Steve and Jane Lambert Yes... Beyond FIAR uses lots of Web sites for further research. At the end of each chapter in the brand new, revised, 2nd editions just out last month, you'll be referred to our website where you'll find up-to-date links to relevant Web sites. The internet is a *POWERFUL* tool- for good- or for evil. We want to teach children (under supervision) how to use it for good.

Our website is GREAT because of the more than 20 volunteer homeschoolers--wise, veteran homeschoolers who run more than 10 message boards. You can find help, encouragement and friendship with like-minded homeschoolers, prayer support, help with special-needs children- on and on and on. You can also talk directly with the curriculum authors, Jane and Becky Jane themselves. We don't really know of ANY other curriculum that offers this sort of support and encouragement and CONTACT with the authors.

Homeschooling is, by definition, a "lonely" experience and our website is a lifeline... a 24-hour a day "community" where like minded women provide friendship and support to one another. It's great.

What plans are there for future books?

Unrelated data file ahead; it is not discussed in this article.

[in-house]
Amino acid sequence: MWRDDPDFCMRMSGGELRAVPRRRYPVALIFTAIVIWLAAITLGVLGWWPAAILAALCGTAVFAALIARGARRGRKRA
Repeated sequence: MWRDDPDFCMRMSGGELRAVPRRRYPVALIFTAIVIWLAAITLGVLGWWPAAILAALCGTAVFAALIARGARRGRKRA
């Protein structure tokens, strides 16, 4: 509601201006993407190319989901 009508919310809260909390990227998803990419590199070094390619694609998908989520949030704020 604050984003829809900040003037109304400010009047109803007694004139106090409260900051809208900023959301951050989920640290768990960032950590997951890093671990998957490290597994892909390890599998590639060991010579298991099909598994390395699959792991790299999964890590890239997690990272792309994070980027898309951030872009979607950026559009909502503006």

Steve and Jane Lambert We've just launched the first volume of Above & Beyond FIAR for ages 12 and up. There may be future volumes as well. And Jane is working on some new lesson plans for a possible 4th volume of FIAR itself. Beyond that- we have several other ideas we're exploring.

Audience question: What would complete the curriculum in the upper grades?

Steve and Jane Lambert Depends on what you mean by "upper grades". More importantly it depends on your child and what they plan to do. Certainly by late grade school years you need to be working systematically in math, spelling and grammar.

By middle school, there will be increasing emphasis on math and some specialized electives- dependent on each child's aptitudes and callings perhaps including speech, drafting, music, drama, etc.

By high school those "differences" become more pronounced with some children working on technical training toward a career... others in pre-med sciences heavily, etc.

It's hard to say "this is what you need to add" at that level. And that's the JOY of homeschooling is giving EACH CHILD a uniquely personalized education rather than having to "settle" for a standardized textbook/workbook cookie-cutter education.

How is Beyond FIAR different than FIAR?